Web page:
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The EPA claims that automakers are lying, and that E15 is perfectly safe for engines.  (Source: Hemmings Blog)

The EPA is trying to sneak E15 -- a blend of 15 percent ethanol and 85 percent gas -- into the pump.  (Source: MPR News)

Corn ethanol gives worse gas mileage and, according to some studies, more air pollution than gasoline. It also raises food prices.  (Source: Dave Reede)
EPA: What could go wrong?

United States Environmental Protection Agency (EPA) officials, testifying to Congress on Wednesday implied that automakers like Ford Motor Company (F) and Toyota Motor Company (TYO:7203) were lying when they said higher ethanol blends could corrode seals, fuel lines, and engine components, voiding warranties.

I. EPA -- We Know Better About These Cars Than the People Who Built Them

The EPA is convinced that it knows about the risks better than the automakers who built and tested the cars.

At issue is the question of whether the EPA can authorize E15 fuel -- a 15 percent ethanol, 85 percent gasoline -- mix to be sold at pumps, with special stickers to warn customers.  E10 fuel, which contains a smaller 10 percent fraction of ethanol, is currently mandated by many states.  Approving E15 would clear the way for states to possibly mandate it as the exclusive fuel.

Margo Oge, director of the agency's Office of Transportation and Air Quality office, claims that her researchers conducted "extensive" tests using E15, which showed, "no unusual damage was found compared to control vehicles tested with normal gasoline."

Thus far General Motors Comp. (GM), who produces E85 (85 percent ethanol) capable FlexFuel vehicles, has been the only automaker to voice enthusiasm about the proposal.  The rest of the major U.S. and foreign automakers have complained that E15 could destroy engines in cars produced in 2001 or later.

Essentially, both sides are calling the others a liar in the dispute.

II. Ethanol Opposition is Solidifying

There are signs that opposition to the proposal is mounting in Congress.  Rep. Andy Harris (R-Maryland) blasted the measure, stating it wasn't a "science-based decision".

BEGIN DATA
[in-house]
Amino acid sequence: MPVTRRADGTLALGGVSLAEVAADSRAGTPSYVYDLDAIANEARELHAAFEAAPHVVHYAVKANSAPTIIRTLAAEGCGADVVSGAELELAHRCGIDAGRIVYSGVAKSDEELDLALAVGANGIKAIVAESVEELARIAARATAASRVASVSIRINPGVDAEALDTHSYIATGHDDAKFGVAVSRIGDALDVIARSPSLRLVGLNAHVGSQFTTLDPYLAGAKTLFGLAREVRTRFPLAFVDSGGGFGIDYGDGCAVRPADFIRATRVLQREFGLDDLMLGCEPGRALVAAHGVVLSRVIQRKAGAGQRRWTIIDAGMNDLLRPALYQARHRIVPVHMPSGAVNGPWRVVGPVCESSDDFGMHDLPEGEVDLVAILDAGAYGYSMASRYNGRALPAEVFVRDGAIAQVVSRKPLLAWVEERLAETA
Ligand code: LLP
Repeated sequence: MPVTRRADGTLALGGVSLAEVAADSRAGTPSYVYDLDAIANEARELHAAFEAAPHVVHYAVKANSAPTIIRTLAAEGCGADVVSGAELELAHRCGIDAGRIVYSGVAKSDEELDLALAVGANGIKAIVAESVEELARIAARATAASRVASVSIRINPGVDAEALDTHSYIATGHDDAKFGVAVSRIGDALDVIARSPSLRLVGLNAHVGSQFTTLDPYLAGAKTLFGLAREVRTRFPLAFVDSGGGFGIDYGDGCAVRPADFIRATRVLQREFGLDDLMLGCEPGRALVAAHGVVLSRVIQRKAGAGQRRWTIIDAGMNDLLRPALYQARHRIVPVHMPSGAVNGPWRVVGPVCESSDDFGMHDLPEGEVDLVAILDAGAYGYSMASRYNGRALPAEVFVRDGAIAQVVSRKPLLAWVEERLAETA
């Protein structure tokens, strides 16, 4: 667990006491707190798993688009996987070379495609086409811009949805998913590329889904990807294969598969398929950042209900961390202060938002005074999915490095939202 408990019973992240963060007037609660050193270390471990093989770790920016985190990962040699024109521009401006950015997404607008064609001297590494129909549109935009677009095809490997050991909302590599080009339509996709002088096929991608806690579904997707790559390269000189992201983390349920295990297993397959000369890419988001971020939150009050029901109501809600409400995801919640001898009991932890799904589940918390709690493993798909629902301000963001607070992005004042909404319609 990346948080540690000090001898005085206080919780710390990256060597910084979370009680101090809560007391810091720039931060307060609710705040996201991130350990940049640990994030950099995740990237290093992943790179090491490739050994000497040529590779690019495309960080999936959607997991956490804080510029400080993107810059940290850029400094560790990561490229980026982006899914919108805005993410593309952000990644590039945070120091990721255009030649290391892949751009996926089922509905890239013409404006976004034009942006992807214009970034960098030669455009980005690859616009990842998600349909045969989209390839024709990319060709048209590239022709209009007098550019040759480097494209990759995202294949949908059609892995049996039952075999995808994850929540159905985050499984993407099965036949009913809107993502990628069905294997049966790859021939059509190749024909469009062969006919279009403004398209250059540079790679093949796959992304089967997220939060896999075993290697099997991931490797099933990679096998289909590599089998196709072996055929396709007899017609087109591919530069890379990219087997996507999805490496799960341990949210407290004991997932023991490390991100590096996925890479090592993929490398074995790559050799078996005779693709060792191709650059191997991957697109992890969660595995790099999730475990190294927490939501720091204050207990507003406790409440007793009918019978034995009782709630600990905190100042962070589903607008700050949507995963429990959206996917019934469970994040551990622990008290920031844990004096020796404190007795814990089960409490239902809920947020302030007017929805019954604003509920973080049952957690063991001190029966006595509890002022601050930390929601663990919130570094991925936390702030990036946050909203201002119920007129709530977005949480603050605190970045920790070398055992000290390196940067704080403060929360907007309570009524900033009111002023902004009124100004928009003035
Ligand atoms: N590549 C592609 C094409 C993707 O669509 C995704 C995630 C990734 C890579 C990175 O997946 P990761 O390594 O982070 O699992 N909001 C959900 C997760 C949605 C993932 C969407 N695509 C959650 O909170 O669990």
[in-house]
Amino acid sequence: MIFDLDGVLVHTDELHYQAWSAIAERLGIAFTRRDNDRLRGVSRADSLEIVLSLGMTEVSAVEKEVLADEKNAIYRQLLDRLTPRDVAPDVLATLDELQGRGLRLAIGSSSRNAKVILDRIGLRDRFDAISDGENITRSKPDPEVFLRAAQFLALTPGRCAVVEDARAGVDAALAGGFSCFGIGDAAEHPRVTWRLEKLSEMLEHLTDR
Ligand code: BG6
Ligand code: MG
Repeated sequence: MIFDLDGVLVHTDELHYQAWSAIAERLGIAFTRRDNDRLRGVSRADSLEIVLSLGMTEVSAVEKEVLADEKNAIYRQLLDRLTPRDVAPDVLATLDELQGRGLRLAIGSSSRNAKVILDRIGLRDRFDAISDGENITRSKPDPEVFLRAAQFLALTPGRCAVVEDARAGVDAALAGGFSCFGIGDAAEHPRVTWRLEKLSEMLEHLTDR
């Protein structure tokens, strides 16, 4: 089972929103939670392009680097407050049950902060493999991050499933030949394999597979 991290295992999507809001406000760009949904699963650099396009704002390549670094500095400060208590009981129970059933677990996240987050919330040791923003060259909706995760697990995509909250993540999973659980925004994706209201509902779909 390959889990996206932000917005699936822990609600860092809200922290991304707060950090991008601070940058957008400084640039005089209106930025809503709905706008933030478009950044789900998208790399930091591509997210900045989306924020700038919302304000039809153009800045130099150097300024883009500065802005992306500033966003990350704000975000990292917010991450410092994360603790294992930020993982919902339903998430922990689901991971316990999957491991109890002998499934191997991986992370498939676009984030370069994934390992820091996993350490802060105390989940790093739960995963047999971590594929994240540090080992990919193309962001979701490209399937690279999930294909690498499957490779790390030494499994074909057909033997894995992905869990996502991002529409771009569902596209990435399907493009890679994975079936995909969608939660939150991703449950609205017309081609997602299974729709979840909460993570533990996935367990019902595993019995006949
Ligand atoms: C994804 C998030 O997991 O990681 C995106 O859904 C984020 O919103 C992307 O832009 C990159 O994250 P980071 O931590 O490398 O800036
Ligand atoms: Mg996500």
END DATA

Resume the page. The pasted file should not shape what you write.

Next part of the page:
Overall, while green technologies like cellulosic ethanol seem promising, the case for the U.S.'s current ethanol supply -- corn ethanol -- isn't particularly compelling.  Corn ethanol has been shown to raise food prices and delivers worse gas mileage (ethanol exclusive engines can deliver better mileage, but mixed engines deliver worse performance when burning ethanol).  

Some studies have also shown that it produces more polluting gases, such as nitrogen and sulfur-containing compounds, than gasoline over its life cycle, thus deteriorating air quality.  Similarly, it produces more carbon emissions than gasoline.

Still, farming states have managed to push corn ethanol onto the nation.  The move paid off for a lucky few -- corn farmers grew wealthy the recipient of billions of dollars in subsidies and the politicians they donated to were reelected. 

However, the good times for corn ethanol proponents appear to be coming to an end in the U.S.  Just weeks ago the U.S. Congress repealed the $5.6B USD in incentives for corn ethanol.

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RE: die corn ethanol diiieeee!!!!!!
By protosv on 7/8/2011 3:00:58 PM , Rating: 2
Ethanol may be a superior racing fuel, but it is only superior for use with engines designed for racing. Our vehicles are largely designed to achieve the highest power and fuel economy from gasoline, not ethanol.

Also, we're not impeding your choice to purchase and use ethanol. In fact, more correctly, it is YOU (well, at least this government policy, which I'm assuming you support) who is impeding US from choosing to use pure gasoline in our motor vehicles. By mandating that 10% ethanol be mixed with gasoline, the government effectively forces this on all of us. And now the EPA wishes to further encroach upon the auto industry (which we already were forced to bail out) by proposing a 15% fuel-ethanol blend.

At the same time, they're removing ethanol subsidies, which drive up the price of ethanol. So, we are forced to use more of a less efficient fuel, which will cost us more to purchase per unit, effectively driving up gasoline prices. The subsidy to corn farmers for ethanol hasn't actually disappeared, we're just going to be paying for it directly at the pump now instead of with our taxes (which won't decrease in proportion I'm sure). It won't ever go away until we get rid of this silly ethanol mandate until such a time that biofuel manufacturing technology has advanced to the point where we can yield a net energy GAIN on the fuel produced (algae-based biodiesel is on it's way, IMO). Personally, I don't think ethanol will ever make to that point as a fuel.

I'm not saying we shouldn't be pushing the auto industry towards higher fuel economy, but we can't simultaneously demand higher MPG while mandating use of less efficient fuel. Instead, just mandate a higher fuel economy and emission standards by a certain point in the future, and let the auto industry figure out how to meet that goal, using whatever means they deem most efficient. The free market isn't the answer to everything, but in this case, there's enough government regulation already to push innovation and progress. You gotta give the free market at least a little room to operate here.

RE: die corn ethanol diiieeee!!!!!!
By inperfectdarkness on 7/8/2011 4:32:01 PM , Rating: 1